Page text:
Alberta had negligible wind power production early last week

Alberta’s hundreds of turbines produced less power than a single diesel generator just after 10 p.m. on February 5, according to Alberta Electric System Operator (AESO) data. They failed to produce more than eight megawatts at that time then. Their collective cost is billions of dollars.

Alberta had negligible wind power production early last week
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Alberta’s 'world famous' wind farms generated negligible power last Monday, despite costing billions of dollars collectively.

According to Alberta Electric System Operator (AESO) data, the province’s hundreds of turbines across 45 wind farms produced less power than a single diesel generator produces.

As reported by The Epoch Times, Alberta’s wind farms, with the capacity to generate 4,481 megawatts (MW) of energy, failed to produce more than eight megawatts at any time for at least half an hour after the sun had set.

The ReliableAB X account uncovered wind power production hit rock bottom at 10:10 p.m. and remained under 100 MW well into the following afternoon. Wind speeds never exceeded more than two knots.

At 3:38 a.m. on February 6, wind power fell to two megawatts (0.04%) of Alberta’s total wind capacity. 

The AESO did not issue a "grid alert" as temperatures never fell below -10°C across much of the province. At that time, Alberta exported 48 MW of power to British Columbia.

During a four-day polar vortex in mid-January, Alberta imported approximately 500 MW of power from Saskatchewan, Montana, and British Columbia. According to SaskPower, they imported 153 MW of coal-fired power to Alberta.

"Yesterday [Feb. 5] we had less than 10 megawatts from 1:30 p.m. to 6:45 p.m., from 8:15 p.m. to 9 p.m. and then from 9:45 to midnight. We were at zero for much of the afternoon and then from 10:45 to midnight. We did have wind production in the 100–150-megawatt range throughout much of the morning up to 10 a.m. before winds died off for the day," a SaskPower spokesperson told The Epoch Times.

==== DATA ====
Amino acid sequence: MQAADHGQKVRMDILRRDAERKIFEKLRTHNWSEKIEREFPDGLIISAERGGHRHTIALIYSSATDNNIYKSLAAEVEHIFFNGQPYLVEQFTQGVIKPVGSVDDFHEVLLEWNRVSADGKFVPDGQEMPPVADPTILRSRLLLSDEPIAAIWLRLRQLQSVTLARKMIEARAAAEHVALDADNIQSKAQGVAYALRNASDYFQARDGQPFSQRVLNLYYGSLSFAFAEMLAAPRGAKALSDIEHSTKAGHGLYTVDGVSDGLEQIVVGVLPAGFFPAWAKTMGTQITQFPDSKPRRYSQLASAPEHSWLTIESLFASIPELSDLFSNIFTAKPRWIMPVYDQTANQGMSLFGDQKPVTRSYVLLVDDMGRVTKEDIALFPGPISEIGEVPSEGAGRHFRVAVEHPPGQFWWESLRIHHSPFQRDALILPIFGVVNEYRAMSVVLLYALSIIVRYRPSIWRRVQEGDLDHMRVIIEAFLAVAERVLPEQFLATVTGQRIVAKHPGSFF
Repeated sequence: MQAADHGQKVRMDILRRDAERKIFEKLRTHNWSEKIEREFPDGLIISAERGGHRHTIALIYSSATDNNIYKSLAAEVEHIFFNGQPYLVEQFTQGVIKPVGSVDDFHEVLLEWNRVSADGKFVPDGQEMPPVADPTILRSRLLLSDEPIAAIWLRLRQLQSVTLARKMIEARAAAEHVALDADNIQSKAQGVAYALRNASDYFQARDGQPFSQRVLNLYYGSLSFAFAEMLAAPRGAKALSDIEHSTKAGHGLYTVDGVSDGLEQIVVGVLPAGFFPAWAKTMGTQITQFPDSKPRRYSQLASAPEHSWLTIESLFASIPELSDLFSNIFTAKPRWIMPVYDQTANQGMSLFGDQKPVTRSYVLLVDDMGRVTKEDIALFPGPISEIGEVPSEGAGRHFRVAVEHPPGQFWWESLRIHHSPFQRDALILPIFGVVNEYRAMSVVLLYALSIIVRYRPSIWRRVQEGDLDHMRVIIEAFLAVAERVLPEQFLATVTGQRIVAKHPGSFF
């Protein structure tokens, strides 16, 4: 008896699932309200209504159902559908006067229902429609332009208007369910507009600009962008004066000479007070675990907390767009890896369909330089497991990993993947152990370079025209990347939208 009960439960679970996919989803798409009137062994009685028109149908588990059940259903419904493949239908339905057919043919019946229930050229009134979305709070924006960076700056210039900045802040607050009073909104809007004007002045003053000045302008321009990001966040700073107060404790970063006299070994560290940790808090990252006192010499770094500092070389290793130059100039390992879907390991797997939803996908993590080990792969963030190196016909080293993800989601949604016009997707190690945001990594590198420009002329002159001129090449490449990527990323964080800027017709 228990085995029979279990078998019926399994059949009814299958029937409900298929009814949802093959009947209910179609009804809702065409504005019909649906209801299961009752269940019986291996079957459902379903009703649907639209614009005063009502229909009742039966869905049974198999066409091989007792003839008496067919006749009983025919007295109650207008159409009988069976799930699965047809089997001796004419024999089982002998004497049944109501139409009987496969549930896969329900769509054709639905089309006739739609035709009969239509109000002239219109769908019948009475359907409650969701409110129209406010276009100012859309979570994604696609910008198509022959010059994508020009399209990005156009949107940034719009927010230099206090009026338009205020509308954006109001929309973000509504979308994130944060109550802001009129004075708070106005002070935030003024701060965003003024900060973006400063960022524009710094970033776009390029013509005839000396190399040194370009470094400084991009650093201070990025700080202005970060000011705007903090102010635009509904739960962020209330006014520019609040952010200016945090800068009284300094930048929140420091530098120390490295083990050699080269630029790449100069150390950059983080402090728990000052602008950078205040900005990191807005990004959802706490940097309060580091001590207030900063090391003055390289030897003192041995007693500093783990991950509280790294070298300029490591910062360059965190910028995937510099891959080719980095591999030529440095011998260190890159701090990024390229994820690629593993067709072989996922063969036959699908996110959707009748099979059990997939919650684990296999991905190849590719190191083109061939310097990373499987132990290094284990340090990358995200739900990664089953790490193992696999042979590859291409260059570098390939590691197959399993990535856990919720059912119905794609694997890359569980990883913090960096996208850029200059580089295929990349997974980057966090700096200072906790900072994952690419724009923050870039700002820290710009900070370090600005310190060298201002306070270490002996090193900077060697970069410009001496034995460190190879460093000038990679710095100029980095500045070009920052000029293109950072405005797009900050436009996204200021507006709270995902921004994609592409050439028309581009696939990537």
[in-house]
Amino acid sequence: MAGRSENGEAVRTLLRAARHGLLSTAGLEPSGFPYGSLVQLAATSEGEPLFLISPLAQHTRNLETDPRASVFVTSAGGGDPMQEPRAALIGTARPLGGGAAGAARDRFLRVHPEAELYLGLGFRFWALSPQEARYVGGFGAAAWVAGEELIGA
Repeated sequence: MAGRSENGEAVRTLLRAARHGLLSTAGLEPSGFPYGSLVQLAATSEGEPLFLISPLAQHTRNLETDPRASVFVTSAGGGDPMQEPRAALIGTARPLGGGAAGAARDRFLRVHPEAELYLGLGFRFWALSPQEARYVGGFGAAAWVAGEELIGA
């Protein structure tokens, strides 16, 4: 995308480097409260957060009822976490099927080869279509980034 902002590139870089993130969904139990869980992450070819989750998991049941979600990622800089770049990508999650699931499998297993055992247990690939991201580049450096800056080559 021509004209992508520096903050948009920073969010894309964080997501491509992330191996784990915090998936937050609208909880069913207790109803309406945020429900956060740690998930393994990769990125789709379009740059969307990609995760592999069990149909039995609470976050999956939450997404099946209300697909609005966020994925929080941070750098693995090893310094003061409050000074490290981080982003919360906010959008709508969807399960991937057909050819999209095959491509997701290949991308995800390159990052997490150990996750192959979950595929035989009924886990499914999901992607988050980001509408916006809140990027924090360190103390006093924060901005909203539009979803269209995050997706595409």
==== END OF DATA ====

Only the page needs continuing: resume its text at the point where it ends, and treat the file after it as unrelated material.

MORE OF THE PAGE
Pipeline Online reported Alberta's energy output from wind plummeted to 0.8% capacity, with 29 MW generated just after midnight last April 4. Alberta wind farms produced 3,618 MW at total capacity then but dwindled during the frigid cold winter months. 

On the evening of February 23, the extreme cold nearly slowed wind farms across the province, tanking to between 11 and 20 megawatts (0.3%) with 31 turbines not operational. 

Below -30°C temperatures, wind turbines hibernate and are susceptible to breaking, forcing the province to rely on fossil fuels to sustain its grid — constituting 91.3% of all power generation. 

"Wind is at 0.4% of capacity and produces 0.1% of total generation, while solar is at 33.2% of capacity and 3.61% of total generation. At the same time, we are importing 811 MW or 7%," tweeted Reliable AB Energy, which tracks Alberta's energy grid.

This is a developing story.

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